This week’s mandala is beautiful in construction. Rev. Garner must be very well connected. As the work is under copyright, I will try to explain the design. There are four steps to the examen proposed in the book by Rev. Garner. We begin with contemplation of Emmanuel, journey into gratitude, explore areas for growth, and conclude with seeking seeds of hope for the next day.

The mandala centers on a star which stretches center to edges. I colored as I prayed about how God is with us in this season. I tried to shade the colors of my imaginary sun. I believe I attempted this because I wanted to look back tomorrow and shake my head at myself. Rev. Garner may believe everyone can color, but there is a part of me that wonders if she knew I was coming.

As I colored and prayed about my day, I examined places where I found gratitude today. I thought of relationships with friends, family members, parishioners, myself, and my calling. I went deep with the prayer. I went deeper than expected.

Take my section in what we’ll pretend was stainless steel gray. As I colored, I thought about the dinner I prepared for my family. What did it mean that Emmanuel was there as I cooked a meal? My mother died in December when I was a child. Sometimes holiday meals were “golden brown!” Was God with us as people came alongside me to show me how to use the pans in my kitchen? What did it mean that on the other side of one ray of Emmanuel there was a section where I prayed for my wife who helped me learn? What did it mean that it bordered the color of my clergy shirt over the other ray of Emmanuel? Prayer for my cooking led into prayer for one of my favorite cooking instructors on one side and for the church where I lead a study on the spirituality of baking bread on the other side. Prayer went deep.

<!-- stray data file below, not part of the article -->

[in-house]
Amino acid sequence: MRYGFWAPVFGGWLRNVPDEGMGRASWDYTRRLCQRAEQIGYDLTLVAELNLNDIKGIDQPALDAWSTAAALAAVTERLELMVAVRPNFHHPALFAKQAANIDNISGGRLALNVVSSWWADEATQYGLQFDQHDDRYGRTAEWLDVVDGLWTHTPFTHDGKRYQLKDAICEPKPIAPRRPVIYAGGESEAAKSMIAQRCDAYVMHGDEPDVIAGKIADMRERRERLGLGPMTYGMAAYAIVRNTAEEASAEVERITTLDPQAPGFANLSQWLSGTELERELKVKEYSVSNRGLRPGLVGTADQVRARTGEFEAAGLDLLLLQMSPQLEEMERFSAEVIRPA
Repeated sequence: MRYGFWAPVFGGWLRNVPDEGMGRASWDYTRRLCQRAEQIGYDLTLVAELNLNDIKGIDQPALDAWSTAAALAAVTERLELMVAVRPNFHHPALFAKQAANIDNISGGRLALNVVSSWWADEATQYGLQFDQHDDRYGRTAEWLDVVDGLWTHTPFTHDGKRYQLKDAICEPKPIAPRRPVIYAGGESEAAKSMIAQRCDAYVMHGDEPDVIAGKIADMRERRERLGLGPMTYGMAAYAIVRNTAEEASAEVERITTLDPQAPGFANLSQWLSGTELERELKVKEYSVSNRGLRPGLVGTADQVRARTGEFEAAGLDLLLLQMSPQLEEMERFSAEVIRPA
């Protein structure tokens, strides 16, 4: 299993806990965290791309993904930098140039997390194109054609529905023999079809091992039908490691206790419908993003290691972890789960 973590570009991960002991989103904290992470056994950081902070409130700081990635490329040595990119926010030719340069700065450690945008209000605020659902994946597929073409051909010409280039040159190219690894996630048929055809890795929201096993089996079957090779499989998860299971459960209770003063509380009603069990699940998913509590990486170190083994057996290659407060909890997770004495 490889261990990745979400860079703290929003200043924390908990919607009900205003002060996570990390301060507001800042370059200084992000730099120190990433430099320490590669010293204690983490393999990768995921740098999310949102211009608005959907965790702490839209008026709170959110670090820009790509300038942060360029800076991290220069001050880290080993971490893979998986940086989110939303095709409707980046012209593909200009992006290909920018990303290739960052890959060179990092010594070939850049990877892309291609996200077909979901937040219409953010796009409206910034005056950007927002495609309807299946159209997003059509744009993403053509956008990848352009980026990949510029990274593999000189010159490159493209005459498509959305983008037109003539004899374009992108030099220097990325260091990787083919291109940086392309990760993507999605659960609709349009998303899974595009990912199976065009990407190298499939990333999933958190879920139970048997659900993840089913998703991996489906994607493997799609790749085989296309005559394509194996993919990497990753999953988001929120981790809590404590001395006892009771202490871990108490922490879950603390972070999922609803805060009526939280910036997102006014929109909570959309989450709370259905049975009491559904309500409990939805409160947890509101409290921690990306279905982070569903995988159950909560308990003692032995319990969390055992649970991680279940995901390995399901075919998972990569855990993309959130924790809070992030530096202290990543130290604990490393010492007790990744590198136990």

As I prayed through the areas of growth around those blessings, I borrowed colors as areas of blessing sometimes came into conflict with other parts of myself. I prayed about how my desire for personal growth occasionally conflicted with my parenting. I grieved how my calling as a minister occasionally led to pain in my marriage as I prayed about missed dates, anniversaries postponed, and vacations shortened. I grieved how being a loving husband occasionally meant I would try to listen to a parishioner while wrestling down reactions coming from my own relationship. Prayer grew really complicated.

Suddenly, there were other colors. There were colors for places of grief where my anger caused me to make mistakes. There were places where the authority of my ordination aided in some places and damaged others. There were places where colors blended and battled. My prayers became complicated. I did not expect this to be so hard!